Maj Rundlöf Seminar: How Pesticide Exposure, Floral Resources Drive Bumble Bee Diversity

What better day to deliver a seminar on bumble bees than on Valentine's Day?

That's when ecologist and environmental scientist Maj Rundlöf of Lund University, Sweden, will speak on “Pesticide Exposure and Flower Resources as Drivers of Bumble Bee Diversity in Agricultural Landscapes" at her seminar at the University of California, Davis.

Her presentation, set for 4:10 p.m., Feb. 14, in 122 Briggs Hall, is sponsored by the UC Davis Department of Entomology and Nematology.

Rundlöf, a visiting International Career Grant (INCA) fellow in the Neal Williams lab, UC Davis Department of Entomology and Nematology since September 2016,  received her doctorate in animal ecology/conservation biology from Lund University in February 2011. Her thesis: “Biodiversity in Agricultural Landscapes: Landscape and Scale-Dependent Effects of Organic Farming."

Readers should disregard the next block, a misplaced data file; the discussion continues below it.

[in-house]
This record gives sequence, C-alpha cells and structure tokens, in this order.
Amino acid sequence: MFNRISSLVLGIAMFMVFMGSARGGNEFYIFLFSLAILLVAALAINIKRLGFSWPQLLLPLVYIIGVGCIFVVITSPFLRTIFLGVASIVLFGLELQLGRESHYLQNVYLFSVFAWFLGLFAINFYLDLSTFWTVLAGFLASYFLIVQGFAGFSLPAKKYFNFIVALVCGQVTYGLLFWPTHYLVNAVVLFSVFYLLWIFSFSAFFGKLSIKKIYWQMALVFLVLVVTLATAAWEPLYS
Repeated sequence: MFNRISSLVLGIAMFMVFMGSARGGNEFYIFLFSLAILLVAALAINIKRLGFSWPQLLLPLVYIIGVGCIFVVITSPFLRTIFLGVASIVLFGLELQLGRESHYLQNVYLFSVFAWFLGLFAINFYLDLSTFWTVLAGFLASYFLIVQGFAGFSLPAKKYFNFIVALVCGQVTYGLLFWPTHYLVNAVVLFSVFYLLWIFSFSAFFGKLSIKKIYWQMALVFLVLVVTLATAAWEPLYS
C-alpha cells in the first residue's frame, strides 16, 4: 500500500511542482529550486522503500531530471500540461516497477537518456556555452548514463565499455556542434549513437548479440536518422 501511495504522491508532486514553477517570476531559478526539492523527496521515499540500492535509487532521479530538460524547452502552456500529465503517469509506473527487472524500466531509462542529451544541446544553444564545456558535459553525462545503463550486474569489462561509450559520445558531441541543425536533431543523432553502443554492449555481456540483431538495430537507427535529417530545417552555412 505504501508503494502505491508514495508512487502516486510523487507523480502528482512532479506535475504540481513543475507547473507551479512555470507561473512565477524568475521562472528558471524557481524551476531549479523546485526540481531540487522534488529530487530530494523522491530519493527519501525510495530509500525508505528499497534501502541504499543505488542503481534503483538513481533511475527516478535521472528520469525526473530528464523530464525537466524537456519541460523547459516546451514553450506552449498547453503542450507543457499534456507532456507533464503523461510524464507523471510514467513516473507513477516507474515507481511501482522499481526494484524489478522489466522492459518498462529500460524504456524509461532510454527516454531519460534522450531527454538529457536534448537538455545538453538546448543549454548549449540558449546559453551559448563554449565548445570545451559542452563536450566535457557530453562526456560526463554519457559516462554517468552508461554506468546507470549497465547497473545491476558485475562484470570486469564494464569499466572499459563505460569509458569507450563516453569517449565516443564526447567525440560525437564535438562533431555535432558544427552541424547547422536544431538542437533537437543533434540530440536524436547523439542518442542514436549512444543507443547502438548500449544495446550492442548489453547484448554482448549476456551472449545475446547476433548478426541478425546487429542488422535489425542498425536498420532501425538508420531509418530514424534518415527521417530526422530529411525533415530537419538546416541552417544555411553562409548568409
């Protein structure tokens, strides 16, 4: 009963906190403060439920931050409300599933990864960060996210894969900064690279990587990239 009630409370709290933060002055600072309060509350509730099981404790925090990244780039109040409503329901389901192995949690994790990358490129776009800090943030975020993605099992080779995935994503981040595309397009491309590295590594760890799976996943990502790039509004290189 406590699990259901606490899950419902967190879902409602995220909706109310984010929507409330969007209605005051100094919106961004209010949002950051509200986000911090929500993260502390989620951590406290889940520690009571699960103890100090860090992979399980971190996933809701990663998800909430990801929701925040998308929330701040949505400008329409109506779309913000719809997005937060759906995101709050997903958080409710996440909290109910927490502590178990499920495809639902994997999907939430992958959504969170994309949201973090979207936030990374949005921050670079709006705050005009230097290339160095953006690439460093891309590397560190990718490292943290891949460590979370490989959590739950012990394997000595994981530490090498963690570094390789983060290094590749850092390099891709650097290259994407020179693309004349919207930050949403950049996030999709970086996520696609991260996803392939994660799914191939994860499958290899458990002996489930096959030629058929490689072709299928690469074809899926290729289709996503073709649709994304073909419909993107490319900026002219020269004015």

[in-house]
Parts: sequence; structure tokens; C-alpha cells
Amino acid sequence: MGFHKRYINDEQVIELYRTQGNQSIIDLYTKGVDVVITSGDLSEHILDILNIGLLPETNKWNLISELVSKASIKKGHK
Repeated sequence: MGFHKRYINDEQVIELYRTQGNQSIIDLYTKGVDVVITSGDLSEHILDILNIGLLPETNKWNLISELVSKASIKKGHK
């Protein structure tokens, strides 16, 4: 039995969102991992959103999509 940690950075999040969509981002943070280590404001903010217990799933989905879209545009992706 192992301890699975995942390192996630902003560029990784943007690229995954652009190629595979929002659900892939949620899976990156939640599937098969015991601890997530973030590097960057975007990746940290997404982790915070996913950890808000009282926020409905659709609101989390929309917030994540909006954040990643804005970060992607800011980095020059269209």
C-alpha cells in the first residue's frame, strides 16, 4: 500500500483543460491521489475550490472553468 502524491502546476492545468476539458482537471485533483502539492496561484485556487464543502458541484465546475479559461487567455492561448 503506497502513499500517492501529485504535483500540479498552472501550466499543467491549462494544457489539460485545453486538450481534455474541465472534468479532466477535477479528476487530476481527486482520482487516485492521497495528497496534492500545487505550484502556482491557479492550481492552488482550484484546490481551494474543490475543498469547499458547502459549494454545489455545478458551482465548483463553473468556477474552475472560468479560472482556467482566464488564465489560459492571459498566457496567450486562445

You may have watched Rundlöf deliver an electronic press release on YouTube in 2015 on her research on the effect of the neonicotinoid pesticide, clothiandin, on honey bees, bumble bees and solitary bees under field conditions in agricultural landscapes. Her video, published by Lund University, revealed that honey bees can cope with the exposure to the pesticide, but it has a "strong negative impact on wild bees." The research took place in Sweden.

Rundlöf says that a large part of her research "is in the interface between conservation biology and agricultural production, aiming at exploring how we can support biodiversity while also facilitating food production." She will discuss "the multiple factors that influence bumble bee diversity in agricultural landscapes, with a particular focus on the pains and gains of flowering crops - providing abundant but ephemeral forage resources but also a route of exposure to pesticides."

The winter quarters seminar are coordinated by assistant professor Rachel Vannette; Extension apiculturist Elina Lastro Niño and Ph.D student Brendon Boudinot.